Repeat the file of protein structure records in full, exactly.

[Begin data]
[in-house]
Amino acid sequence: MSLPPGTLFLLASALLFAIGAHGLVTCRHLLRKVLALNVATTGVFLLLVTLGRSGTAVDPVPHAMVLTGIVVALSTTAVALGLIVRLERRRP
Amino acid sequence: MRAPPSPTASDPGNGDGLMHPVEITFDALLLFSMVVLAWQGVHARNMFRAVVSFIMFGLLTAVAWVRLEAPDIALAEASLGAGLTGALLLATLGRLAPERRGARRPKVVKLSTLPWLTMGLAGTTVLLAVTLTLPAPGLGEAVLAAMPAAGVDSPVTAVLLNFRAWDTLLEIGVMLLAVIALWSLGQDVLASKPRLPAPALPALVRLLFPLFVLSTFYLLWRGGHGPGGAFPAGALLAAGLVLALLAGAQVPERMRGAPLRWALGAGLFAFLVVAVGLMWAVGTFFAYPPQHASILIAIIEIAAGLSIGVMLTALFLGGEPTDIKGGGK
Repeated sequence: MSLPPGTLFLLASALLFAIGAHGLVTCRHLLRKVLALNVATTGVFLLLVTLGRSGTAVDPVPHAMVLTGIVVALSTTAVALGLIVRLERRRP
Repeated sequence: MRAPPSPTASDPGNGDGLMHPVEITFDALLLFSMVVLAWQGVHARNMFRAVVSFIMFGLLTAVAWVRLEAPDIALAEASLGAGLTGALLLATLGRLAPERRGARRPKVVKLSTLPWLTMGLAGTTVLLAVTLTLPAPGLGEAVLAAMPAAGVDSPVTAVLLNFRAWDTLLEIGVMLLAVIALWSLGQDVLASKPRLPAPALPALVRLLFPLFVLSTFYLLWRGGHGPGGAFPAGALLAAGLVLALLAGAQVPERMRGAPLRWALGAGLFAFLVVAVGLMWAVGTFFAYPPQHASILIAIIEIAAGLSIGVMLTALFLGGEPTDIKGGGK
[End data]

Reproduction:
[in-house]
Amino acid sequence: MSLPPGTLFLLASALLFAIGAHGLVTCRHLLRKVLALNVATTGVFLLLVTLGRSGTAVDPVPHAMVLTGIVVALSTTAVALGLIVRLERRRP
Amino acid sequence: MRAPPSPTASDPGNGDGLMHPVEITFDALLLFSMVVLAWQGVHARNMFRAVVSFIMFGLLTAVAWVRLEAPDIALAEASLGAGLTGALLLATLGRLAPERRGARRPKVVKLSTLPWLTMGLAGTTVLLAVTLTLPAPGLGEAVLAAMPAAGVDSPVTAVLLNFRAWDTLLEIGVMLLAVIALWSLGQDVLASKPRLPAPALPALVRLLFPLFVLSTFYLLWRGGHGPGGAFPAGALLAAGLVLALLAGAQVPERMRGAPLRWALGAGLFAFLVVAVGLMWAVGTFFAYPPQHASILIAIIEIAAGLSIGVMLTALFLGGEPTDIKGGGK
Repeated sequence: MSLPPGTLFLLASALLFAIGAHGLVTCRHLLRKVLALNVATTGVFLLLVTLGRSGTAVDPVPHAMVLTGIVVALSTTAVALGLIVRLERRRP
Repeated sequence: MRAPPSPTASDPGNGDGLMHPVEITFDALLLFSMVVLAWQGVHARNMFRAVVSFIMFGLLTAVAWVRLEAPDIALAEASLGAGLTGALLLATLGRLAPERRGARRPKVVKLSTLPWLTMGLAGTTVLLAVTLTLPAPGLGEAVLAAMPAAGVDSPVTAVLLNFRAWDTLLEIGVMLLAVIALWSLGQDVLASKPRLPAPALPALVRLLFPLFVLSTFYLLWRGGHGPGGAFPAGALLAAGLVLALLAGAQVPERMRGAPLRWALGAGLFAFLVVAVGLMWAVGTFFAYPPQHASILIAIIEIAAGLSIGVMLTALFLGGEPTDIKGGGK